The Power of a Good Coach

Throughout my athletic “career”, I’ve had the opportunity to work with all types of coaches – some good, some not so good, and one that, looking back on it, truly changed my attitude towards teamwork, sports and life.

Her name was Connie Walkwitz. She started out as my first grade gym teacher. And as early as first grade she not only taught the basic skills of fitness and health, but instilled in her pupils the importance of teamwork, the truth to the cliché phrase – “it’s not win or lose it’s how you play the game” –  and the love of the sport.

Each year in grade school, Connie was my teacher and coach. I was among the youngest seventh graders to earn a spot on her Varsity Field Hockey squad and the following year became her team captain. While I was easily coachable in skill, my attitude was a bit difficult to train. My desire for perfection on the field often led to frustration, dejection and usually several divits in the ground (which, as my penance, I always had to replace before I could depart the field).

But Connie, always one to find the goodness in everyone (even a crazy, middle school perfectionist like myself) would call me into her office, sit me down, and remind me that attitude trumps everything, working together as a team is more beautiful than scoring that perfect goal, and for every setback or mistake there is an opportunity to learn. She saw me as a whole person, not just a player. And she never gave up on me.

All of her students loved her energy and enthusiasm, in addition to her coaching tactics.  She smiled. She cheered. She hugged us. She was readily armed with a teaching point or two when our game was not up to par. She let us make mistakes and problem solve to correct them. She fostered a true team environment. She was vibrantly energetic. She never lost her temper because her team lost (even if I did). She was the eternal optimist, she embodied the Half Full mentality. Her positive attitude never once subsided.

And even when she was diagnosed with stage IV breast cancer, lost all her hair and became increasingly weak, she continued to support her team from the sidelines for one simple reason.

She loved to coach.

When she passed away on October 31, 2000 after a valiant fight against breast cancer, the world suffered the painstaking loss of a wife, mother, teacher, and friend. But for me, the biggest loss was that future students would never have the opportunity learn from her as I did.

I never had another coach like Connie. And until recently, I had very little faith that a coach like her even existed anymore.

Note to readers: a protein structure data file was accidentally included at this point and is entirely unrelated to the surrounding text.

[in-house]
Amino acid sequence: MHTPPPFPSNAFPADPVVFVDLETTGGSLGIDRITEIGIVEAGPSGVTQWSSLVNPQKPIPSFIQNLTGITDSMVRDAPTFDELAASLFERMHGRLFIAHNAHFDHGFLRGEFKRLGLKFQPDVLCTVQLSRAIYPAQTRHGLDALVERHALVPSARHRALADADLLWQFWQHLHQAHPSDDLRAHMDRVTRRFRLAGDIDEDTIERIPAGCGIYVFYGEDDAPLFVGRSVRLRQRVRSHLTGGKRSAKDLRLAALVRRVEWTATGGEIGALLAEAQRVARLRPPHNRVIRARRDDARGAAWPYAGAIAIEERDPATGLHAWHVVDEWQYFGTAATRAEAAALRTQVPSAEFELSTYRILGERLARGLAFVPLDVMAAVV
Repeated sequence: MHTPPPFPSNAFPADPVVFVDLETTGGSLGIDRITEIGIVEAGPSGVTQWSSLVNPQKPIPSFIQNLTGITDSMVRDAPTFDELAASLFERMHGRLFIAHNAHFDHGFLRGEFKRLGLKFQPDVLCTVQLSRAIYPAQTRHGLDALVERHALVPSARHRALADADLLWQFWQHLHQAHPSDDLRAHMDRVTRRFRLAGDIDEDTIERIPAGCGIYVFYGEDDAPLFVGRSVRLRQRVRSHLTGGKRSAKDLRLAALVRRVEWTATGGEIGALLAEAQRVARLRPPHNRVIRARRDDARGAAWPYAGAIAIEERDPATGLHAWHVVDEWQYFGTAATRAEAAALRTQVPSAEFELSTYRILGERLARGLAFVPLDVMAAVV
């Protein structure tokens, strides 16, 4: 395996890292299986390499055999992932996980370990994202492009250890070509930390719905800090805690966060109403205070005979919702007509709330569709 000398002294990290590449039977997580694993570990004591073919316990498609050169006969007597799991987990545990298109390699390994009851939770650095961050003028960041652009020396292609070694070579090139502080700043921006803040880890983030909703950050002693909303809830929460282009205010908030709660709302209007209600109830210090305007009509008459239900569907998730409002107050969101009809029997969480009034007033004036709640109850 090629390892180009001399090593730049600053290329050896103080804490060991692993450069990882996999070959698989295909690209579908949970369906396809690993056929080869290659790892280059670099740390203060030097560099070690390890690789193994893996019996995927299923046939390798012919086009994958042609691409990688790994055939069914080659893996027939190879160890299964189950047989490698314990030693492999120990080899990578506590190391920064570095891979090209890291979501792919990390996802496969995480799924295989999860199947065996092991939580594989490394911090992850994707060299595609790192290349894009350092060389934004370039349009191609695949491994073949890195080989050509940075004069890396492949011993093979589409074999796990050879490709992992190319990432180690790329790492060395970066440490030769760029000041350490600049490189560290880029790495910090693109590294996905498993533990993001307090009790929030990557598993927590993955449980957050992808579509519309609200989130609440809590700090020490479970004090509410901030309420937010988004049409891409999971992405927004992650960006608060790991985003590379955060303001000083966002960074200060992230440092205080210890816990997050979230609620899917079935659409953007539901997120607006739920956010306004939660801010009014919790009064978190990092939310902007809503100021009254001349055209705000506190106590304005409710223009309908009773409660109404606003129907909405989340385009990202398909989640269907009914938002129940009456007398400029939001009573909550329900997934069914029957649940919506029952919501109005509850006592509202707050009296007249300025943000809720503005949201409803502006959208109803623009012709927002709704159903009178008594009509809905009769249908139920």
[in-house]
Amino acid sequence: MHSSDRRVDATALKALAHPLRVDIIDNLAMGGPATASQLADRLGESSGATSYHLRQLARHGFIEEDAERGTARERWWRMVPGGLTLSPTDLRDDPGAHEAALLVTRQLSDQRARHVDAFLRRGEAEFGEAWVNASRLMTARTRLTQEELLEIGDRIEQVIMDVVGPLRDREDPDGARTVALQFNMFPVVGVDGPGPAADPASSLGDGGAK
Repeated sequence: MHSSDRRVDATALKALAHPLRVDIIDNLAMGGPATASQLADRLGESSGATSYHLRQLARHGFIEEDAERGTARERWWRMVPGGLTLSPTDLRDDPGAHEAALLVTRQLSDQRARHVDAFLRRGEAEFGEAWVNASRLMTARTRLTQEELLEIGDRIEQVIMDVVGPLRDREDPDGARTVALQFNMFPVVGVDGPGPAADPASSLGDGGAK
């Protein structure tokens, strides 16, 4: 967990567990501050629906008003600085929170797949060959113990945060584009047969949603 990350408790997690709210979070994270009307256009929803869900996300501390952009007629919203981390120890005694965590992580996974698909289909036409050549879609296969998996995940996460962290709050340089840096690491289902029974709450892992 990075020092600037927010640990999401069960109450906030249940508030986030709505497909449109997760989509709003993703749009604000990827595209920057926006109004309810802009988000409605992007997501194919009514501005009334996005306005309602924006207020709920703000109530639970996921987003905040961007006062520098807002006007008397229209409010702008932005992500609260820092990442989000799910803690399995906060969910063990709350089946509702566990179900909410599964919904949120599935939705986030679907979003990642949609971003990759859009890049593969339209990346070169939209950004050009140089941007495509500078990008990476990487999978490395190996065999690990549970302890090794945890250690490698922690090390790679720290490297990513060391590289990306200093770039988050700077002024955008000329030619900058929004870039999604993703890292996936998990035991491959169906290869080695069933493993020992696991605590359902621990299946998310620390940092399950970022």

But when I met the Team Fight coaches, I saw that each of them had a little bit of Connie in them. They take time out of their busy professional, familial and athletic lives to coach Team Fighters through walks, runs, bikes and swims. But beyond the physical side – they coach attitude and confidence – two critical components of a successful athlete.

Like Connie, they cheer, they smile, they encourage, they teach. They show up at each practice, event and race for the same reason she did. They love to coach.

I have no doubt that every Team Fighter has at least a handful of stories about how the Team Fight coaches inspired them, supported them and changed them as an athlete – whether it was running/walking at Janelle and Jessica’s No Drop walk/runs  (on National Pina Colada Day), receiving poolside encouragement and expertise from Coach Mike, Jelly and Adam or from the workouts Matt and Shana put together and post each week to help Team Fighters improve their swim. I consider myself very lucky to have had the opportunity to meet and work with all of these extraordinary coaches…and even learn a thing or two from them.

To the Janelle’s, Jessica’s, Mike’s, Jelly’s, Adams, Shana’s, and Matts of the world – my faith in coaching has been restored.

Krissy Kraczkowsky

About The Ulman Cancer Fund for Young Adults

The Mission of the Ulman Cancer Fund for Young Adults is to enhance lives by supporting, educating and connecting young adults, and their loved ones, affected by cancer.
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1 Response to The Power of a Good Coach

  1. How wonderful you had the opportunity to experience the gifts of a great coach…and great coaches understand there is the practical skill but also the internal attitude to address. Attitude has an incredible impact on everything we do and how we experience life. It is the lens through which we view ourselves and the world. Coaches see our potential, even when we can’t, and hold that space for us until we can grow, step into it and own it ourselves. As a former professional athlete, I’ve been coached by some of the best in the world so when I lost my husband to cancer and struggled with traditional forms of grief recovery, life coaching made sense. It was the only approach that helped me get my life back and I feel blessed now to work coaching cancer survivors and caregivers. I’m glad you’ve found new coaches to support you toward your athletic goals. For anyone wondering about life coaching in survivorship, check out my guest expert blog post on I Had Cancer. org “What the Hell is a Cancer Coach.” Shout out to all the great coaches who make a difference daily supporting others in their quest for gold…whatever that is for them!

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